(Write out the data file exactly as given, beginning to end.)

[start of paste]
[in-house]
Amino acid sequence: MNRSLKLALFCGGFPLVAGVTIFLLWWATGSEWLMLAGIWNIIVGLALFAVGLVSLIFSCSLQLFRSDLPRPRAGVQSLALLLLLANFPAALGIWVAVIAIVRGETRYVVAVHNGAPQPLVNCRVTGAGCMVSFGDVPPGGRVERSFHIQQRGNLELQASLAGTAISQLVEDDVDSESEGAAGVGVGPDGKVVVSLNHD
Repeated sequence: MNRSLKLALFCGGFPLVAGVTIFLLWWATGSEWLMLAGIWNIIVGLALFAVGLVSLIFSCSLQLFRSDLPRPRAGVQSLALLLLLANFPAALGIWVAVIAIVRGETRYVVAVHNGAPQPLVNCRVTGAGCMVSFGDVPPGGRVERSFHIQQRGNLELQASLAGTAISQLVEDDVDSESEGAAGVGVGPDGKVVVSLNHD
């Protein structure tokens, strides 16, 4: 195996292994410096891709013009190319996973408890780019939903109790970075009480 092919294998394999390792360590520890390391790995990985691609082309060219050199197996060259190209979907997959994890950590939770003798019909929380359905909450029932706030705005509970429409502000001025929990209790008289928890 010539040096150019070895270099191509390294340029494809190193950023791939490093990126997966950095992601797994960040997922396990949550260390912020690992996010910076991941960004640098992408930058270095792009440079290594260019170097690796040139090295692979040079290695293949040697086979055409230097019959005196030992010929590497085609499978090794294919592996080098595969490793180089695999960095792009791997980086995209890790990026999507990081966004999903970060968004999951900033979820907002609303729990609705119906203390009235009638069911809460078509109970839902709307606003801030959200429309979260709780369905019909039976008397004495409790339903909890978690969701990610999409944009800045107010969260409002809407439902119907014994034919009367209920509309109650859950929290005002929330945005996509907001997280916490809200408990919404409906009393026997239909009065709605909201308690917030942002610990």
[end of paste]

[in-house]
Amino acid sequence: MNRSLKLALFCGGFPLVAGVTIFLLWWATGSEWLMLAGIWNIIVGLALFAVGLVSLIFSCSLQLFRSDLPRPRAGVQSLALLLLLANFPAALGIWVAVIAIVRGETRYVVAVHNGAPQPLVNCRVTGAGCMVSFGDVPPGGRVERSFHIQQRGNLELQASLAGTAISQLVEDDVDSESEGAAGVGVGPDGKVVVSLNHD
Repeated sequence: MNRSLKLALFCGGFPLVAGVTIFLLWWATGSEWLMLAGIWNIIVGLALFAVGLVSLIFSCSLQLFRSDLPRPRAGVQSLALLLLLANFPAALGIWVAVIAIVRGETRYVVAVHNGAPQPLVNCRVTGAGCMVSFGDVPPGGRVERSFHIQQRGNLELQASLAGTAISQLVEDDVDSESEGAAGVGVGPDGKVVVSLNHD
């Protein structure tokens, strides 16, 4: 195996292994410096891709013009190319996973408890780019939903109790970075009480 092919294998394999390792360590520890390391790995990985691609082309060219050199197996060259190209979907997959994890950590939770003798019909929380359905909450029932706030705005509970429409502000001025929990209790008289928890 010539040096150019070895270099191509390294340029494809190193950023791939490093990126997966950095992601797994960040997922396990949550260390912020690992996010910076991941960004640098992408930058270095792009440079290594260019170097690796040139090295692979040079290695293949040697086979055409230097019959005196030992010929590497085609499978090794294919592996080098595969490793180089695999960095792009791997980086995209890790990026999507990081966004999903970060968004999951900033979820907002609303729990609705119906203390009235009638069911809460078509109970839902709307606003801030959200429309979260709780369905019909039976008397004495409790339903909890978690969701990610999409944009800045107010969260409002809407439902119907014994034919009367209920509309109650859950929290005002929330945005996509907001997280916490809200408990919404409906009393026997239909009065709605909201308690917030942002610990």